Sunday, January 27, 2008


Wednesday, July 18, 2007

Reading Dr. King: Race and Reconciliation

I often have college students do an essay on race relations and the Christian heritage in light of reading Martin Luther King, Jr. Most students express an appreciation of King’s life and work but many add, “we are glad that the issue of race relations is over. We are glad that we don’t have to work on that problem anymore.”

Ouch. Of course we have more work to do. Of course we have more to learn (and unlearn). The use of the “n” word by the chair of the board of regents at Roger Williams University is only one recent reminder that the task of racial reconciliation must be ongoing (and please forgive me if I raise my eyebrows in disbelief about his claim that this was the first time in his 80 years of life that he had uttered the word).

When reading King I want students to learn how his leadership in the Civil Rights Movement was influenced by his understanding of the Scriptures and the Christian heritage. I have them read a piece in which King speaks of learning about the social gospel, Walter Rauschenbusch and Reinhold Neibuhr. Their main assignment in this introductory course on the “Christian Heritage” is King’s Letter from Birmingham Jail. Some have read it in a high school literature class, but no matter, I want them to read it through the lenses of what they have learned that semester. King quotes Augustine and Aquinas in his theology of civil disobedience. Both Augustine and Aquinas had been covered earlier (as well as the 1823 classic defense of slavery by Southerner Richard Furman). King also references several biblical passages and the students have already had an introductory course on the Bible.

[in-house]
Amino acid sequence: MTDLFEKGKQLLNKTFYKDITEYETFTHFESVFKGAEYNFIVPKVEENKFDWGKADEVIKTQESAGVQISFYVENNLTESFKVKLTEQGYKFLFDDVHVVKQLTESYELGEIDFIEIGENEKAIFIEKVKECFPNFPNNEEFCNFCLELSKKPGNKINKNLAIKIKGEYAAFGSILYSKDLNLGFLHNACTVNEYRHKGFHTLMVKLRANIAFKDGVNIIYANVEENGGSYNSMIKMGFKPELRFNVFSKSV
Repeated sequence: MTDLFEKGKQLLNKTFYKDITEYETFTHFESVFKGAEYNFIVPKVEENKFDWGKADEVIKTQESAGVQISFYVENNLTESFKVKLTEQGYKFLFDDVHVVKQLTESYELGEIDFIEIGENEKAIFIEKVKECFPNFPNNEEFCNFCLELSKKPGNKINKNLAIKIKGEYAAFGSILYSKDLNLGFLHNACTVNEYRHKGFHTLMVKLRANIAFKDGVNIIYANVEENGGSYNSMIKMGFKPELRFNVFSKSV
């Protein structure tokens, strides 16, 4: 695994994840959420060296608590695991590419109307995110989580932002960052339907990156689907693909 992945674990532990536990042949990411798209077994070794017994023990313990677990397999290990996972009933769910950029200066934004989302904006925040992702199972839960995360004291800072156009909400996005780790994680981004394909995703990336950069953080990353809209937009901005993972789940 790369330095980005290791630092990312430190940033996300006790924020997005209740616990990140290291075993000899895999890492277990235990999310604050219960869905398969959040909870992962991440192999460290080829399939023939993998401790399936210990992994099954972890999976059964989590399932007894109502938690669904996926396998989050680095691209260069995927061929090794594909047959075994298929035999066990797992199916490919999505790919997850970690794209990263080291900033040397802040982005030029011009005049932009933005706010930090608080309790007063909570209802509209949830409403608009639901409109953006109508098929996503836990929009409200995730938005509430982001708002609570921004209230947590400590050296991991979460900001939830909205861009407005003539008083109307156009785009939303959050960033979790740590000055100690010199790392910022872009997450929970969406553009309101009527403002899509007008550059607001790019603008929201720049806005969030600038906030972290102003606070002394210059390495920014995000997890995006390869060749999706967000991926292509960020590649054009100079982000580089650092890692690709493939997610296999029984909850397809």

But I also want them to realize that learning about race relations comes when we get to know each other. There are elements of King’s story that we don’t understand because we have no clue about the manifold ways that discrimination took (and takes) place. I highlight the following passage about why King pressed for equality and was willing to commit civil disobedience:

Perhaps it is easy for those who have never felt the stinging dark of segregation to say, "Wait." But when you have seen vicious mobs lynch your mothers and fathers at will …. when you are humiliated day in and day out by nagging signs reading "white" and "colored"; when your first name becomes "nigger," your middle name becomes "boy" (however old you are) and your last name becomes "John," and your wife and mother are never given the respected title "Mrs."…. then you will understand why we find it difficult to wait.

And then I tell them a personal story (something profs don’t do often): I was entering the 9th grade when “bussing” was implemented in Richmond, Virginia, to desegregate the public schools. I attended a historically African-American school; just months before it had no white students. Playing basketball in gym class, I thought I was fouled. In typical “neighborhood” fashion, I yelled, “You fouled me” after I had been hit on the arm shooting the ball. But play stopped and things got silent. I had not just said “you fouled me” but “you fouled me, boy.” I had no clue that I had said something wrong. But the African-American student who fouled me looked at me with anger in his eyes and said I was in trouble. I ran, but he caught me at the other end of the gym. We were alone. He said, “you were disrespectful to me so let me give you some advice. You need to learn that you never call a young black man a boy. Don’t ever do it again.” I learned about dignity that day. Years later when I read King’s Letter I understood what he meant.

Getting to know someone opens doors to reconciliation when the various parties are willing to learn and to fellowship. The highlight of the recent annual meeting of the Cooperative Baptist Fellowship was seeing the leaders of American Baptists, Fellowship Baptists and Progressive National Baptists on the same stage. Why have we waited?

The Celebration of a New Baptist Covenant next January gives us a chance to learn and fellowship in ways that we haven’t. If you need a primer on why reconciliation is not a past event, but must be an ongoing process, read King’s letter. You won’t even need a basketball game to open your eyes.